In some of my online postings I have lamented about the size of my shop. (Yes I have shop envy.) I have learned to use the space I have in my shop to pursue woodworking as a hobby with a workbench for handtools along with a cabinet for my mini-lathe and tools. Prior to the Festool plunge the only other thing I had in my shop was a little bit of lumber storage.
If you are thinking that I should have plenty of space... guess again. I measured, using my Festool Tape Measure, my shop and it is approximately 7.5' x 12'. Not much room at all. When I started adding Festools I realized that I needed something in order to provide a base for my power tools. I also realized that it needed to be portable because handling any sized sheet good in my shop would be impossible. Since I was already hooked on Festools the MFT/3 seemed like a good idea. Before purchasing I had to compare the measurements from the Festool specs to my available shop space... there would be just enough room to set up the MFT/3 in my shop if needed and work there. From there it was off to the races.
I have used the MFT/3 a couple of times around the house. The problem is that with the limited space in my shop I have to move a couple of items to take it down. This is not a reflection of the MFT/3 but my particular situation. (All of my Festool Systainers fit neatly under the MFT/3 and do not interfere with my ability to work around the MFT/3 or to clamp. Here we can see a picture of the MFT/3 in my small shop... sorry about the blur. Notice the MFT/3 also makes a neat holder for my Kapex.
I have used the MFT/3 a lot more than I thought I would though in my shop. For the built-in that I am currently making I used it to square up my stock, hold the workpieces while doing my dominos and to hold the sides while doing routing (LR32). Pictured here is the guide rail in place as I prepare to square up one of the sides. (Note the baby monitor. One of the benefits of my mini basement shop is the ability to work at night and not wake anyone up!)Pros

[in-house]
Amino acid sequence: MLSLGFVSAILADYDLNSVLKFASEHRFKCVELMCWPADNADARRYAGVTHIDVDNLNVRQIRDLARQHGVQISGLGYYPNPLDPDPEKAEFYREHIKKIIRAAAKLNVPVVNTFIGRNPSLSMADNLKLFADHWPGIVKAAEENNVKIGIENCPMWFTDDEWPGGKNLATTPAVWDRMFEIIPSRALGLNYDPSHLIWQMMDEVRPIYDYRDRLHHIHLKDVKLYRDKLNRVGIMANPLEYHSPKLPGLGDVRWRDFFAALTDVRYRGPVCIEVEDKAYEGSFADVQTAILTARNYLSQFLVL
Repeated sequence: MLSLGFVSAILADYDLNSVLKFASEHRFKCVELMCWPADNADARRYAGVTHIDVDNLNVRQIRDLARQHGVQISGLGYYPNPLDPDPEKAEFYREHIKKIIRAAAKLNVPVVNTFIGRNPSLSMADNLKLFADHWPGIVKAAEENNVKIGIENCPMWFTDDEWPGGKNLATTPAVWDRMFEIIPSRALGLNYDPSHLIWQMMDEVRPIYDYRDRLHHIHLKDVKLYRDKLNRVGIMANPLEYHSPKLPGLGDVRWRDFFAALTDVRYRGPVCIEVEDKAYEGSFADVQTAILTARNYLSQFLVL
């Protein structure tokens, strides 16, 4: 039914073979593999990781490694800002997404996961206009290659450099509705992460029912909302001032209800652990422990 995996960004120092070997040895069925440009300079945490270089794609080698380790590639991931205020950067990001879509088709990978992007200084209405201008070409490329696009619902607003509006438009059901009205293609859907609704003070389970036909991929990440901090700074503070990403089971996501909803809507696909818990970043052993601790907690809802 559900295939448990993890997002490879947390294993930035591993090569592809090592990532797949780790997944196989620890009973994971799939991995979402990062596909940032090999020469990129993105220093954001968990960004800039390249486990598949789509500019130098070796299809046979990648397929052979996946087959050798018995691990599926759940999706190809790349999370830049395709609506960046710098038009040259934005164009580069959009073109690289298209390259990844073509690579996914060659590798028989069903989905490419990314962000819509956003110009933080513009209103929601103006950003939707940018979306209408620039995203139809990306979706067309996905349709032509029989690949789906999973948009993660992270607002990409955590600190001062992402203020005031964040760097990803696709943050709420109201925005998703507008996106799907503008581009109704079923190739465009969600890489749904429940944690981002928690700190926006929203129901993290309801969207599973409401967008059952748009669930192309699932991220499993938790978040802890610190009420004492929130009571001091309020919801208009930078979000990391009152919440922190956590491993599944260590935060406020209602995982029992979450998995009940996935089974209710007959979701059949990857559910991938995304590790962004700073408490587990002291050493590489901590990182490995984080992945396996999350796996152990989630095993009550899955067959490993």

-Versatility of clamping - The combinations for clamping are endless. On the surface itself Festool clamps, clamping elements, and Lee Valley bench pups all provide endless combinations to solve various clamping requirements. The one I love the best is the ability to use Festool clamps on the sides to clamp stock vertically. Pictured here is one of the sides clamped vertically so I can use my Domino.
-The accuracy of the angle guide is great, I checked it with my Starret square and the cuts that I make using the MFT/3... both checked out perfect for me!
-The size of the MFT/3 is perfect for me. I know others would like a larger MFT/3 but the size as is allows it to be portable and provide enough work surface to provide utility. In this case, the MFT/3 does both in Spades and also fits into my space constraints!
-The integration with other Festool products is seamless. My Kapex feet fit into the holes on the MFT/3 grid and the guide rail can be used with my TS55 or my OF1400.Cons
-Although Festools have excellent dust extraction the grooves on the side of the MFT/3 can collect other shop generated dust. Thank goodness I keep the CT22 really close by (I mean really close) to keep the MFT/3 clean.
-I want a Festool tray to keep my clamps organized off the side of my MFT/3. (Hint to Festool!
) Until my Festool wish comes true I will be looking for an alternative. (On the advice from others on FOG I will be checking out the local Walmart soon for a wire mesh tray to keep me organized.) Conclusion
Now that I have the MFT/3 I wonder what I would have done without it. It may not make a large impact for others but for me it provides a flexible work top, the ability to work as accurately as I need to and clamping versatility.